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Marc Maron masterfully turns his grief into laughs in new special

<i>Randy Shropshire/Getty Images</i><br/>Marc Maron on stage in 2016.
Randy Shropshire/Getty Images
Marc Maron on stage in 2016.

By Marianne Garvey, CNN

Marc Maron was deep in the throes of trauma and grief over the sudden loss of his creative partner and girlfriend, Lynn Shelton, in the spring of 2020. Like many of us, he was also feeling isolated and lonely due the pandemic.

At the time, Maron would often take to his front porch and work through his feelings publicly on social media. He lamented Shelton and wondered if he would ever perform standup again, both because of his emotional state and restrictions due to the pandemic.

Three years later, the comedian-actor-podcaster is off his porch and back on stage, laughing, again. He explores loss and the state of the world in a new HBO special, “Marc Maron: From Bleak to Dark.” (CNN and HBO are both part of Warner Bros. Discovery.)

The upcoming special was taped at New York City’s Town Hall in December and was directed by Steven Feinartz. Shelton had directed Maron in his standup specials “Too Real” in 2017 and “End Times Fun” in 2020, along with episodes of his IFC series, “Maron,” and in her own 2019 film, “Sword of Trust.”

Maron spoke to CNN about the process of returning to the stage and how he’s getting on with life and work since his devastating loss.

“I think that those porch talks, the Instagram lives were kind of essential in that process because I think that at the time, I was unwilling to do outdoor comedy or drive-in comedy or zoom comedy, I just, I couldn’t because it just seemed too difficult and I didn’t need that aggravation and I didn’t see it as a way to to process or create,” he said. “I think that the Instagram lives became essential in me engaging with an audience of people that were watching, and so I was in a zone where I was putting stuff out in the world for people and doing it much like I do comedy.”

He said he wasn’t really missing standup “because no one else could do it either.”

“Once we could get on real stages again, I just began the process of how I work through stuff, which is I’ll do a residency at a small theater,” Maron said. “The people that came knew I was workshopping stuff.”

Heavy laughs

Maron has a number of moments dedicated to Shelton in his new set, as well as the special itself.

“Talking about the grieving, that’s a story. Like, I think that the trick of it all becomes when I started talking about that stuff, it was emotional and the laughs were kind of heavy and sad and they were right on the edge of people crying,” he explained. “And that still happens, but I think over time in telling the story, if it’s told with a slightly different tone, it has a different weight to it.”

Without giving away part of the special, Maron explores the idea of mysticism as the common crutch humanity leans to in order to make sense of death. When he misses Shelton and can’t stop crying, Maron tells the audience he starts to greet what he thinks is her, returning in the form of a bird.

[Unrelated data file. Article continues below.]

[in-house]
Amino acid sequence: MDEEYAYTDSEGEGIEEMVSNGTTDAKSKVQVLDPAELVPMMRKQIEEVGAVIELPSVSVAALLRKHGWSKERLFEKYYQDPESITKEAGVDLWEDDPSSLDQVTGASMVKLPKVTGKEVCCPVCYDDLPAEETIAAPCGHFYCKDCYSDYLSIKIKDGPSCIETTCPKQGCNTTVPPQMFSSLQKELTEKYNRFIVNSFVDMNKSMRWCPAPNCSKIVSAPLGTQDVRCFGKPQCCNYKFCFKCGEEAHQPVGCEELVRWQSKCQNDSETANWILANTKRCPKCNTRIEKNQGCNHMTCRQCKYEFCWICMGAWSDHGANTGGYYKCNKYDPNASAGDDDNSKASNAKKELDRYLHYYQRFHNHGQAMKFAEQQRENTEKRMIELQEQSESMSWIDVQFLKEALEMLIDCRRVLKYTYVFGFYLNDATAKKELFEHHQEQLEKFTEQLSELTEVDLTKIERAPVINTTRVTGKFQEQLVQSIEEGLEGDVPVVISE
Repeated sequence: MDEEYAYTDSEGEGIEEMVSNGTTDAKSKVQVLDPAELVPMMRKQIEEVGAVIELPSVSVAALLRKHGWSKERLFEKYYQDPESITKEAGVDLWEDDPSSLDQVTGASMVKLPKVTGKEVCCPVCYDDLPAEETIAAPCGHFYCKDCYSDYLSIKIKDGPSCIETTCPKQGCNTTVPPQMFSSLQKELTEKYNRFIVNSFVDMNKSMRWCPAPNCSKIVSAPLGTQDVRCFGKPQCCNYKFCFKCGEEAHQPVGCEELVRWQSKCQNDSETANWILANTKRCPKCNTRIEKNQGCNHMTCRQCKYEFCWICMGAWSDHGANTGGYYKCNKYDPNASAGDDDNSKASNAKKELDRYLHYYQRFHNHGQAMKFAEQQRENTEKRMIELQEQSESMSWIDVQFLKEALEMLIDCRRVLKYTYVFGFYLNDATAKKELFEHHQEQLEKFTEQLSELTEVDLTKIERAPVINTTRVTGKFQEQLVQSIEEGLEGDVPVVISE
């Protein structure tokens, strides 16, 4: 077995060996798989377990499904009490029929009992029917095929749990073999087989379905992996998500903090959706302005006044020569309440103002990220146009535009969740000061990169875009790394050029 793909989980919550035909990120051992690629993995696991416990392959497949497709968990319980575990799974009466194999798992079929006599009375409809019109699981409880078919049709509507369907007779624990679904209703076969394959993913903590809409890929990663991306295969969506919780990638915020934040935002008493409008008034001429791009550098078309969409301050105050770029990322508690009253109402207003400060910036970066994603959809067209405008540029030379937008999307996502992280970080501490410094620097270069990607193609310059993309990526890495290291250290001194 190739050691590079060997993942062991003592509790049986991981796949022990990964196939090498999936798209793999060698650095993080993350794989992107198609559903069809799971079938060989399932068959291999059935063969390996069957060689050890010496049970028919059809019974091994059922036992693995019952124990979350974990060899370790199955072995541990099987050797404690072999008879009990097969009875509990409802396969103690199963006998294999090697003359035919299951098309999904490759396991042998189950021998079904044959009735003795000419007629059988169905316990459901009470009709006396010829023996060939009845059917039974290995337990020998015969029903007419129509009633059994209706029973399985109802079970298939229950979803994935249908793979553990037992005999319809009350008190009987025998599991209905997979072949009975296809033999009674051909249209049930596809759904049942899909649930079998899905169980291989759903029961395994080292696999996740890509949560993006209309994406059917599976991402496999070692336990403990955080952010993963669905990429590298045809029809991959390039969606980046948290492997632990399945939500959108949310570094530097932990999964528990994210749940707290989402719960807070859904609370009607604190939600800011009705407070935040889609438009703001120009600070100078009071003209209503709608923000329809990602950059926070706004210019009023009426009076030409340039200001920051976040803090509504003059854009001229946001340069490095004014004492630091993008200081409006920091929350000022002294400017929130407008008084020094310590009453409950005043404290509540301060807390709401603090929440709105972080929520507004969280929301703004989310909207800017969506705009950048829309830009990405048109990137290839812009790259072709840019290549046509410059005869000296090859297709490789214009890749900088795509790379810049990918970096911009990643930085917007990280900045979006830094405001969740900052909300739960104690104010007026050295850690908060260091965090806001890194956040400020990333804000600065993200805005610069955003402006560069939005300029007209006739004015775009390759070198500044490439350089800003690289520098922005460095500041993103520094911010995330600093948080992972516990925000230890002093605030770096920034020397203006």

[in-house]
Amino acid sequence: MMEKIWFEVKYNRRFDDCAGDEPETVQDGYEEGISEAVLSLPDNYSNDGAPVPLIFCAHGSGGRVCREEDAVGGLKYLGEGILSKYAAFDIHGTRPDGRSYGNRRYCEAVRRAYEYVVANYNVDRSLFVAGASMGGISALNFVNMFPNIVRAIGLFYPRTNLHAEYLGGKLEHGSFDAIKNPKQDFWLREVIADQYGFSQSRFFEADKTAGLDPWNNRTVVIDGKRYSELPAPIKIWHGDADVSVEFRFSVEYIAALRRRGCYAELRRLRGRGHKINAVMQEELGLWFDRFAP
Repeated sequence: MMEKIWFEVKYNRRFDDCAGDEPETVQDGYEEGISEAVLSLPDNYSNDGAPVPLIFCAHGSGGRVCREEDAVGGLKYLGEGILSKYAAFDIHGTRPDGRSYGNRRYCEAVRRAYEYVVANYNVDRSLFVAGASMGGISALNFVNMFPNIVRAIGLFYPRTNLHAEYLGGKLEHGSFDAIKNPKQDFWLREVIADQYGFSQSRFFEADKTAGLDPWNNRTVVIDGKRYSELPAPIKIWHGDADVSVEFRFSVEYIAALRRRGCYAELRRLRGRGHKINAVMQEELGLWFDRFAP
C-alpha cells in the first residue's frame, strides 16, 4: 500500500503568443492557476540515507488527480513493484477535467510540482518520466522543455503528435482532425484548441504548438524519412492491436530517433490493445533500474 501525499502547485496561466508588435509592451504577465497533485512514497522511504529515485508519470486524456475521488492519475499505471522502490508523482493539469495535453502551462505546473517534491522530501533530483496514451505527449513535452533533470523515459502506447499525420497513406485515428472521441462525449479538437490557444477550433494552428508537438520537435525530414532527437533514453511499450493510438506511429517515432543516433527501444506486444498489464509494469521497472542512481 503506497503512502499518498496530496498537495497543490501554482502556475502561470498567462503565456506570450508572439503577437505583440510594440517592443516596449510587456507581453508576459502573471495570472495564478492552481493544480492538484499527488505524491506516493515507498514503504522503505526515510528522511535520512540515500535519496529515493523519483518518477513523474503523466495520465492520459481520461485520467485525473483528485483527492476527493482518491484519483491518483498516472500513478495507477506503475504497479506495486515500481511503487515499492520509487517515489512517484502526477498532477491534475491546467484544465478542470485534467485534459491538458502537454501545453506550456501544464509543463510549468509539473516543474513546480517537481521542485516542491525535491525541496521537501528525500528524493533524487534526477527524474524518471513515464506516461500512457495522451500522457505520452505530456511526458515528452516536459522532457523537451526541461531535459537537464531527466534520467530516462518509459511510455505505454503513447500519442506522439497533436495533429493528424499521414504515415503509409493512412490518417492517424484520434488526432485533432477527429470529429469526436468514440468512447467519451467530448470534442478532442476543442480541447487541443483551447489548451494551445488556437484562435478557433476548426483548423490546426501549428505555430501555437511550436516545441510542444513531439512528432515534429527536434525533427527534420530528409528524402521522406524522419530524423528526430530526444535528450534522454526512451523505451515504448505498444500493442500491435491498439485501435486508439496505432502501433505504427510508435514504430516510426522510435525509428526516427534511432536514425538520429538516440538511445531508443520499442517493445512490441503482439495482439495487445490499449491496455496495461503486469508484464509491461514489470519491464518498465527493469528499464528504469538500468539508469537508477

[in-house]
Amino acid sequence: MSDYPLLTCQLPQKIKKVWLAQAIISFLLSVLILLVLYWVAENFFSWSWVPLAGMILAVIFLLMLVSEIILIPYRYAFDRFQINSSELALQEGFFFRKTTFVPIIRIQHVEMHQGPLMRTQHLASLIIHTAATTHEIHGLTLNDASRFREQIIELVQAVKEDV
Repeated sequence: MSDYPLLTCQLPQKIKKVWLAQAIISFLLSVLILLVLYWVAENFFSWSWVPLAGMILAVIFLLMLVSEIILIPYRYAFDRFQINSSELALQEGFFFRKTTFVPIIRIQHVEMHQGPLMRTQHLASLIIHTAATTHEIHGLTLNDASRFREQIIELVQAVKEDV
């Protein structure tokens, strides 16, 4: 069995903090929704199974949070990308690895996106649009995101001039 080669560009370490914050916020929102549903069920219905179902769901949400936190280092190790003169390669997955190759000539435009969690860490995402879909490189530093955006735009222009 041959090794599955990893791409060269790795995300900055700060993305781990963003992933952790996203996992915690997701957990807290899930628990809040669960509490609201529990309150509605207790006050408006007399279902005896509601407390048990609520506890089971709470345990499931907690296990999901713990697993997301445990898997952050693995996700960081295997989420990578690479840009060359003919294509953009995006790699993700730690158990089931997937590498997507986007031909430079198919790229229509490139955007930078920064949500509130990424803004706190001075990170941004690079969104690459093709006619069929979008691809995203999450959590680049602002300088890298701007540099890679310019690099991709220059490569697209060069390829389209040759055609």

“I think the touching and the weird thing that people in grief have is that you look for that. You want to believe that stuff. That they’re out there, they’re with you, they’re still there. They’re watching you, they’re part of the world,” he said.

Maron talks about the first joke he wrote after Shelton’s death, calling it “really kind of brutal,” but also the “first funny moment that I experienced.”

After thinking about if he should use it for some time, that joke also made it into the special.

Returning to screens

Maron said he also found joy and relief in filming a movie during the height of Covid. He stars in director Michael Morris’ “To Leslie,” alongside Andrea Riseborough, and said the human contact on set ended up being a salve for his spirit.

“I mean that director wouldn’t leave me alone,” he quipped over why he took the role of Sweeney, a motel manager that helps a down and out woman get her life back. “I just kept saying like, I don’t think so. And then he had Chelsea Handler text me and you can’t say no to her. There was something about my emotional capacity that he wanted. And I was like, all right dude.”

He ended up having chemistry with Riseborough, who earned an Oscar nod for her performance as an absentee mom struggling with alcoholism.

Of the Academy’s review of campaign tactics for the film, and decision to uphold her nomination, Maron said it was much ado about nothing.

“It’s just sad because Andrea is really not even the kind of person that wants this kind of attention. She is not a sort of awards-pandering person and it all happened very organically,” he said.

Maron said he’s glad he took the role and he’s busy again, reading more scripts and writing more comedy.

“I’m okay,” he said.

He’s also seeing someone new.

“We enjoy each other’s company,” he said, before adding with a laugh, “I’m just trying to figure out how to enjoy whatever time I have, you know, left.”

“Marc Maron: From Bleak to Dark” premieres Feb. 11 at 10 p.m. EST on HBO and will be available to stream on HBO Max.

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